A new U.S.-Vietnamese humanitarian effort is being launched to deal with the legacy of Agent Orange, the toxic herbicide that U.S. troops sprayed across Vietnam during the war.
HANOI, Vietnam -- A new U.S.-Vietnamese humanitarian effort is being launched to deal with the legacy of Agent Orange, the toxic herbicide that U.S. troops sprayed across Vietnam during the war.
The project is being coordinated by the Ford Foundation, a New York-based charitable group that plans to spend $7.5 million on Agent Orange work over the next two years.
Vietnamese President Nguyen Minh Triet, who makes a state visit to Washington on Friday, met with Ford officials in New York on Tuesday to discuss the effort, which will bring together prominent scientists, policy-makers and business figures from both countries, according to a foundation statement.
Leading the effort is a newly appointed U.S.-Vietnam Dialogue Group on Agent Orange, whose members include Christine Todd Whitman, the former secretary of the U.S. Environmental Protection Agency, and Ton Nu Thi Ninh, vice chair of the Vietnamese National Assembly's foreign affairs committee.
"The time is right for our two countries to come together to address this legacy and to mainstream discussion of this unresolved issue," Whitman said in a statement.
Dioxin, the highly toxic chemical in Agent Orange, still contaminates the soil in various places where U.S. troops used to store, mix and load the herbicide onto airplanes. It has been associated with various birth defects and health problems.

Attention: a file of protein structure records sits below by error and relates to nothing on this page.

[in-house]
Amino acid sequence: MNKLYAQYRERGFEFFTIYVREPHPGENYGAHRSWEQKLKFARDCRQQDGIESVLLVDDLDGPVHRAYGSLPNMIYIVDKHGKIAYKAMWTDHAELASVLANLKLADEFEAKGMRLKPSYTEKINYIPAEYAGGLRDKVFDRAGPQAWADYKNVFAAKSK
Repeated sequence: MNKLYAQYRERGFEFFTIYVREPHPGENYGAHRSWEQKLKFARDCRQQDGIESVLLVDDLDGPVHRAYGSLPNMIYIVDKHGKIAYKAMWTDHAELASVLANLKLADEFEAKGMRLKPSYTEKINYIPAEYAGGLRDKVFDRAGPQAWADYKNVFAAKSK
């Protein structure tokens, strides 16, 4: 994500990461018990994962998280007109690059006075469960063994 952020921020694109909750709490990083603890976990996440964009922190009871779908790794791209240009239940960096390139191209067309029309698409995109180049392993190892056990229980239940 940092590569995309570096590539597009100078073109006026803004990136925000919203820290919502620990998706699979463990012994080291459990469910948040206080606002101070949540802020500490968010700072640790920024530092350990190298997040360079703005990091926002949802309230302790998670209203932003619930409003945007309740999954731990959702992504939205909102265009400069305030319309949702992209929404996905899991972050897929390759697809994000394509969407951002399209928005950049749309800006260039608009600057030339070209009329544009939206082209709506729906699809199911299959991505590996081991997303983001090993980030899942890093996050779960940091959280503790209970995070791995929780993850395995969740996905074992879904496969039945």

The group will try to build a bipartisan, humanitarian approach to Agent Orange among government, charitable groups and donors "where diplomatic efforts alone have proved difficult."
It will promote efforts to clean up dioxin at former U.S. military bases; support treatment and education centers for victims of dioxin-related disorders; and develop a Vietnamese lab for dioxin testing.
Vietnam says as many as 3 million citizens have suffered Agent Orange-related health problems. The U.S. says more research is needed to prove the link between the herbicide and health.
Triet is expected to discuss Agent Orange issues with U.S. President George W. Bush this week. The two leaders agreed last fall to work together to address environmental and health issues near former Agent Orange storage sites in Vietnam.
Source: Associated Press